At the plant, the corn is trimmed, cleaned, and sorted, all by hand. In fact, all processing except for cutting and wrapping, from picking to when the corn is loaded onto trucks to leave the plant, is done by hand. “If you have just one broken kernel,” explains Bacchetti, “it lowers the shelflife.”

And a long shelflife is extremely important to the mega-stores and large grocery chains throughout the Western U.S. that sell Glori Ann corn. Also, it’s critical to the success of Prima Bella’s next venture, to supply cobs and cob-ettes for foodservice. Currently, that’s largely a frozen business, but Prima Bella doesn’t deal in frozen corn, and they think diners will appreciate that. “We want to put fresh corn into restaurants,” says Bogetti.  

Leave a Reply

Featured Stories

Fruits6 Food Trends For 2015
December 17, 2014
University of Florida experts predict what will be cooking for the upcoming year. Read More
VegetablesReed’s Seeds Showcases Their Latest Vegetable Variety Offerings
December 17, 2014
For more information, contact: Reed’s Seeds 3334 NYS 215 Cortland, NY 13045 607-753-9095; fax: 607-753-9511 rsjackie@twcny.rr.com Read More
CitrusStudy: Florida Citrus Valued At More Than $10 Billion
December 17, 2014
Industry continues to have large impact on the state’s economy. Read More
Apples & PearsNovember Cold May Hurt Washington Orchards
December 17, 2014
But it’s too early to tell if well-below-normal temperatures will increase tree mortality. Read More
NutsAlmond Growers Lose Trees In Storm
December 17, 2014
Last week’s welcome rains in California knocked down trees, especially older ones. Read More
NutsAlmond Conference Draws Record Attendance
December 17, 2014
Nearly 3,000 industry professionals attend 42nd annual event in Sacramento, CA. Read More
Insect & Disease UpdateManage HLB From The Bottom Up
December 17, 2014
Finding the right balance between the roots and shoots is critical to disease mitigation. Read More
VegetablesVariety Trials 2014: Seedway
December 17, 2014
As part of American Vegetable Grower’s (AVG) 2014 variety trial coverage, we visited Seedway’s seed trial at Spiral Path Organic Farm in Loysville, Read More
OrganicUSDA Proposes Expansion Of Organic Assessment Exemption
December 17, 2014
Action would increase the entities exempt from paying assessments for promotion programs on products certified as “organic” or “100% organic.” Read More
MarketingThe U.S. Potato Board Receives $5 Million In Funding To Promote Potatoes
December 17, 2014
The funds will be used to help increase consumption of frozen, dehydrated, chip stock, table stock and seed potatoes around the world. Read More

The Latest

Fruits6 Food Trends For 2015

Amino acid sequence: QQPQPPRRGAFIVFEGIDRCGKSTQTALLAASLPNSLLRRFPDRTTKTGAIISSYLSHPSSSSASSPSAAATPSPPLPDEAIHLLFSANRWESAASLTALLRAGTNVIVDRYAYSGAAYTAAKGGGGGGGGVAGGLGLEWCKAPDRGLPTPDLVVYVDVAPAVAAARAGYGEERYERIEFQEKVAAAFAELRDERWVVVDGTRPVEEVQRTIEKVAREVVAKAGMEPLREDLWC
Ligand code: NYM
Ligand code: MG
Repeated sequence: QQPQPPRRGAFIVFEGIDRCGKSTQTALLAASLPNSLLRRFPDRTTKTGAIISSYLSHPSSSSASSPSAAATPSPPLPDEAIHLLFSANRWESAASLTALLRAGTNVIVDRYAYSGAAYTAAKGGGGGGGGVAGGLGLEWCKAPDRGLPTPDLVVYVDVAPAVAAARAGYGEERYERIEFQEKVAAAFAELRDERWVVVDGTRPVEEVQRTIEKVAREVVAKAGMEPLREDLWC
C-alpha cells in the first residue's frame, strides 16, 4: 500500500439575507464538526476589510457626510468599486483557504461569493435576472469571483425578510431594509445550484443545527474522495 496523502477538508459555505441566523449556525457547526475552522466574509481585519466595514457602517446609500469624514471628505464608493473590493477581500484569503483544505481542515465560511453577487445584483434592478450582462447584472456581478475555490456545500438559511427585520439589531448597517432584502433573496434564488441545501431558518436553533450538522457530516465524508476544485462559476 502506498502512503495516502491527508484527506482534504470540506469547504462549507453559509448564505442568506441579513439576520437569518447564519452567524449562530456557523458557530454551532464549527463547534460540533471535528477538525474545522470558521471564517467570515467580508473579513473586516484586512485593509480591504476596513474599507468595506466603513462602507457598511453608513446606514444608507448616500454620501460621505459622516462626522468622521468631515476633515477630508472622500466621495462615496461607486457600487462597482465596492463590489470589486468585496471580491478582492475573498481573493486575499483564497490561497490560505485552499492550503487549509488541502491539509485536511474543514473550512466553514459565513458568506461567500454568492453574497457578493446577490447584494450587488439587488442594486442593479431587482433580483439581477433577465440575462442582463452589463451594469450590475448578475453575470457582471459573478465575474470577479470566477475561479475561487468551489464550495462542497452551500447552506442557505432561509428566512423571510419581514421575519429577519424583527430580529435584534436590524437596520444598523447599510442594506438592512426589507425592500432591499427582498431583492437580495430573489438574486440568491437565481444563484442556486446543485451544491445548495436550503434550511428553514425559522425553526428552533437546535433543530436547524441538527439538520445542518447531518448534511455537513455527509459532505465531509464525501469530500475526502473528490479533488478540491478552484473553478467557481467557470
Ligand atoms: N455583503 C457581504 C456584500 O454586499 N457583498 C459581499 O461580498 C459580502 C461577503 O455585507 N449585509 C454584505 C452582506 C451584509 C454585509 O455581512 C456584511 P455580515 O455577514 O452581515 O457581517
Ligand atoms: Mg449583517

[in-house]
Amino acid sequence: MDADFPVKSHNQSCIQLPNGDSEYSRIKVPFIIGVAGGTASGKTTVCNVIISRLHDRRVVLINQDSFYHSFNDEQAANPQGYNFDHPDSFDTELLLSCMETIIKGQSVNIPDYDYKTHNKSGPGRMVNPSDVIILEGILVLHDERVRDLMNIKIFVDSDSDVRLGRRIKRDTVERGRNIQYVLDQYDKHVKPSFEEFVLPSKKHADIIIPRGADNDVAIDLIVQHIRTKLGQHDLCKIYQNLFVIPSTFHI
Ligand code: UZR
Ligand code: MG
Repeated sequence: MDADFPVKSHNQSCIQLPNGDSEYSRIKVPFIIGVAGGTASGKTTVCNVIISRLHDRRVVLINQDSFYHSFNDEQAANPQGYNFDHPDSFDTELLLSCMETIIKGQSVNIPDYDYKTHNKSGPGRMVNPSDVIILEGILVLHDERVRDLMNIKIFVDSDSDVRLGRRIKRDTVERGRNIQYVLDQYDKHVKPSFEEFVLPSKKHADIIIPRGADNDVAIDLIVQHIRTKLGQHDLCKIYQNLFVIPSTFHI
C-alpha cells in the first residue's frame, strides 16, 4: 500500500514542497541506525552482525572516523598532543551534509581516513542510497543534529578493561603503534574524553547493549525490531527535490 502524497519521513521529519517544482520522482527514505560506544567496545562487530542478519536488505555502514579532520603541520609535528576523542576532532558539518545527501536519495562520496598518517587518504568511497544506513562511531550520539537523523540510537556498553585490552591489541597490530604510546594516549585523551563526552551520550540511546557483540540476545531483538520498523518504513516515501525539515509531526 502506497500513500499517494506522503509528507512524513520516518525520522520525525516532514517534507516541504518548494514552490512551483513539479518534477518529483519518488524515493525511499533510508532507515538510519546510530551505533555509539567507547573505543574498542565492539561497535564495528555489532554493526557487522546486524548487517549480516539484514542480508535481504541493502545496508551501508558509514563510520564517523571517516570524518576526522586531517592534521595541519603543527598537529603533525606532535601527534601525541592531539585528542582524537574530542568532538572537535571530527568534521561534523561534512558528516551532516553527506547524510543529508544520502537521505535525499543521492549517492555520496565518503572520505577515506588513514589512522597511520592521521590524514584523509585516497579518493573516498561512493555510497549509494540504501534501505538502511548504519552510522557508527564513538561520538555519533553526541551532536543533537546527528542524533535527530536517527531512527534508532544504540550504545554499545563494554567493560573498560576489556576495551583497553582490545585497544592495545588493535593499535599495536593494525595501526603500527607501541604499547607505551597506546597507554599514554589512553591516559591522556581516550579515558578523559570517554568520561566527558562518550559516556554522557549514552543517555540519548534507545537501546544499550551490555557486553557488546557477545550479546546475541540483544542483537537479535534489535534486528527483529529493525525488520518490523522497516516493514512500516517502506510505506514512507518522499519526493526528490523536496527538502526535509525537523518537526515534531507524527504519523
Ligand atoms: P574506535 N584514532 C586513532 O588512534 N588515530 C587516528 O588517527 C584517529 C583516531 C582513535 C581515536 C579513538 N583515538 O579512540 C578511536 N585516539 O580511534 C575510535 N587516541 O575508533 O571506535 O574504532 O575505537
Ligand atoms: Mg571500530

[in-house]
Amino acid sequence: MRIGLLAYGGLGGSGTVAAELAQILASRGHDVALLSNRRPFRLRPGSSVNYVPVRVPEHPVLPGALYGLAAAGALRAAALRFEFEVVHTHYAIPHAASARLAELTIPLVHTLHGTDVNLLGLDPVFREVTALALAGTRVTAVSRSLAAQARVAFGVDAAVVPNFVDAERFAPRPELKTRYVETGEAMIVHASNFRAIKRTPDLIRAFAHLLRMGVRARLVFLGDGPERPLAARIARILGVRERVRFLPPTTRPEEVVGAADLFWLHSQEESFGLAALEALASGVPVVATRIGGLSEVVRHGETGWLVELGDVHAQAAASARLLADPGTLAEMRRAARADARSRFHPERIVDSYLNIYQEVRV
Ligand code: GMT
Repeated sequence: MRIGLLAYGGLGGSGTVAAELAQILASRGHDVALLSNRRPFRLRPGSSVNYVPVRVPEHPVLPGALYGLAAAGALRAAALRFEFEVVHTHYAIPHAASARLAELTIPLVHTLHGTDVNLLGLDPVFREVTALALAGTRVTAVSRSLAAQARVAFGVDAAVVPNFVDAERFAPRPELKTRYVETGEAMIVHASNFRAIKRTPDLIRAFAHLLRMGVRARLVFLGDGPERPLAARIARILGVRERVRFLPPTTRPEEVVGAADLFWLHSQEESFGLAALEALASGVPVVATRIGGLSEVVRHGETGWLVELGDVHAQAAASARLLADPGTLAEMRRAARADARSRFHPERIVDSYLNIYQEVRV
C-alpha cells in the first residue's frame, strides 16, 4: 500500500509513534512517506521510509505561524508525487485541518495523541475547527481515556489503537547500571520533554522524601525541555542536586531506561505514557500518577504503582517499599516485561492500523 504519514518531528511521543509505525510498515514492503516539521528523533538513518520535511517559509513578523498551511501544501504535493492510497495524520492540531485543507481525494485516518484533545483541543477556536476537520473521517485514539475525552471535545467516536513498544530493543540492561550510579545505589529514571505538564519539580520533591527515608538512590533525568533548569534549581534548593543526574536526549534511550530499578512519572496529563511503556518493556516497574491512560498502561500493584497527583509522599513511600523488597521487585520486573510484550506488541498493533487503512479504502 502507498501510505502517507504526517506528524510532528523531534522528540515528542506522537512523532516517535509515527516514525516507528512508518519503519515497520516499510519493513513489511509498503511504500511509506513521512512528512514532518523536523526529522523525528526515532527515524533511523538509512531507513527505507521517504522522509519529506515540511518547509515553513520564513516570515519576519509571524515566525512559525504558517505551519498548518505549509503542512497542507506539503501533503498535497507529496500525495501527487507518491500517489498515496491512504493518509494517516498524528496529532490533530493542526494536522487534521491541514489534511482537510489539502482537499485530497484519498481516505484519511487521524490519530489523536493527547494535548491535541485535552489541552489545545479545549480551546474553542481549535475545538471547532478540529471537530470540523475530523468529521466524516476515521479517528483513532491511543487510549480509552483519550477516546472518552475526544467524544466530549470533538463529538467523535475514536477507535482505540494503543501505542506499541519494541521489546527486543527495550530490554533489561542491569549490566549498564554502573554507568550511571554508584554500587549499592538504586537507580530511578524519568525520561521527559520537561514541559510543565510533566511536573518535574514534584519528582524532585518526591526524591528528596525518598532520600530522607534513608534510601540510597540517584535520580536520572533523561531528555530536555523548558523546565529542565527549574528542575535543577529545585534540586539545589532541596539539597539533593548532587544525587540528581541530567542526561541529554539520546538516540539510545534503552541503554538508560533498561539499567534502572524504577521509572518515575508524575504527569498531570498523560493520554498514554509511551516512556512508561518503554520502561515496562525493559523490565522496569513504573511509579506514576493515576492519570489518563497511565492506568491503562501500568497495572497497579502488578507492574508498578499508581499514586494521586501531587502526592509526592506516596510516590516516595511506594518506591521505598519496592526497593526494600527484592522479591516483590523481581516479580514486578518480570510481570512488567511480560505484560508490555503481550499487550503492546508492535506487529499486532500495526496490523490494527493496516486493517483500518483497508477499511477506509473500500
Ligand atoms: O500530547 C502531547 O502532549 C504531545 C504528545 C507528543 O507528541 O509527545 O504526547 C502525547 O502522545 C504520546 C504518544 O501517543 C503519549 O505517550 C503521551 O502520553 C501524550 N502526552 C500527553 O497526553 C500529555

December 17, 2014
University of Florida experts predict what will be cooking for the upcoming year. Read More
VegetablesReed’s Seeds Showcases Their Latest Vegetable Var…
December 17, 2014
For more information, contact: Reed’s Seeds 3334 NYS 215 Cortland, NY 13045 607-753-9095; fax: 607-753-9511 rsjackie@twcny.rr.com Read More
CitrusStudy: Florida Citrus Valued At More Than $10 Billion
December 17, 2014
Industry continues to have large impact on the state’s economy. Read More
Apples & PearsNovember Cold May Hurt Washington Orchards
December 17, 2014
But it’s too early to tell if well-below-normal temperatures will increase tree mortality. Read More
NutsAlmond Growers Lose Trees In Storm
December 17, 2014
Last week’s welcome rains in California knocked down trees, especially older ones. Read More
NutsAlmond Conference Draws Record Attendance
December 17, 2014
Nearly 3,000 industry professionals attend 42nd annual event in Sacramento, CA. Read More
Insect & Disease UpdateManage HLB From The Bottom Up
December 17, 2014
Finding the right balance between the roots and shoots is critical to disease mitigation. Read More
VegetablesVariety Trials 2014: Seedway
December 17, 2014
As part of American Vegetable Grower’s (AVG) 2014 variety trial coverage, we visited Seedway’s seed trial at Spiral Path Organic Farm in Loysville, Read More
OrganicUSDA Proposes Expansion Of Organic Assessment Exemption
December 17, 2014
Action would increase the entities exempt from paying assessments for promotion programs on products certified as “organic” or “100% organic.” Read More
MarketingThe U.S. Potato Board Receives $5 Million In Funding To…
December 17, 2014
The funds will be used to help increase consumption of frozen, dehydrated, chip stock, table stock and seed potatoes around the world. Read More
ProductionNational Vegetable Grafting Symposium To Take Place Jan…
December 17, 2014
The third grafting symposium, Growing New Roots for the Vegetable Industry in the U.S., will be held at the Savannah International Trade and Convention Center in Savannah, GA. Read More
VegetablesOutstanding Seed Co. LLC, Showcases Their Latest Vegeta…
December 16, 2014
For more information, please contact: Outstanding Seed Company, LLC P.O Box 202 Monaca, PA 15061 877-248-4567; fax: 724-775-1644 outstandingseed.com Read More
VegetablesJohnny’s Selected Seeds Showcases Their Latest Ve…
December 16, 2014
For more information, please contact: Johnny’s Selected Seeds 955 Benton Ave. Winslow, ME 04901 877-564-6697; fax: 800-738-6314 johnnyseeds.com Read More
Apples & PearsFour Highlights You May Have Missed At Great Lakes Expo
December 16, 2014
Record-setting crowd sat in on presentations featuring precision orchard management, mechanical berry harvesters, biocontrols, and more. Read More
FruitsGrower Input Needed For Spotted Wing Drosophila Survey
December 16, 2014
Results of stakeholder needs survey helps prioritize research and education activities. Read More
CitrusUSDA Offers Crop Disaster Assistance For Fruit And Vege…
December 16, 2014
Free basic coverage plans and premium discounts available for new, underserved, and limited income farmers who had been ineligible for federal crop insurance. Read More
Crop ProtectionFine Americas Bolsters Technical, Sales Force
December 16, 2014
Plant growth regulator company adds two industry veterans to enhance agriculture, ornamental, and landscape business. Read More
Apples & PearsRecord Crowds Flock To Washington Horticultural Show
December 16, 2014
More than 1,600 attend; banquet attendance is up by nearly 100. Read More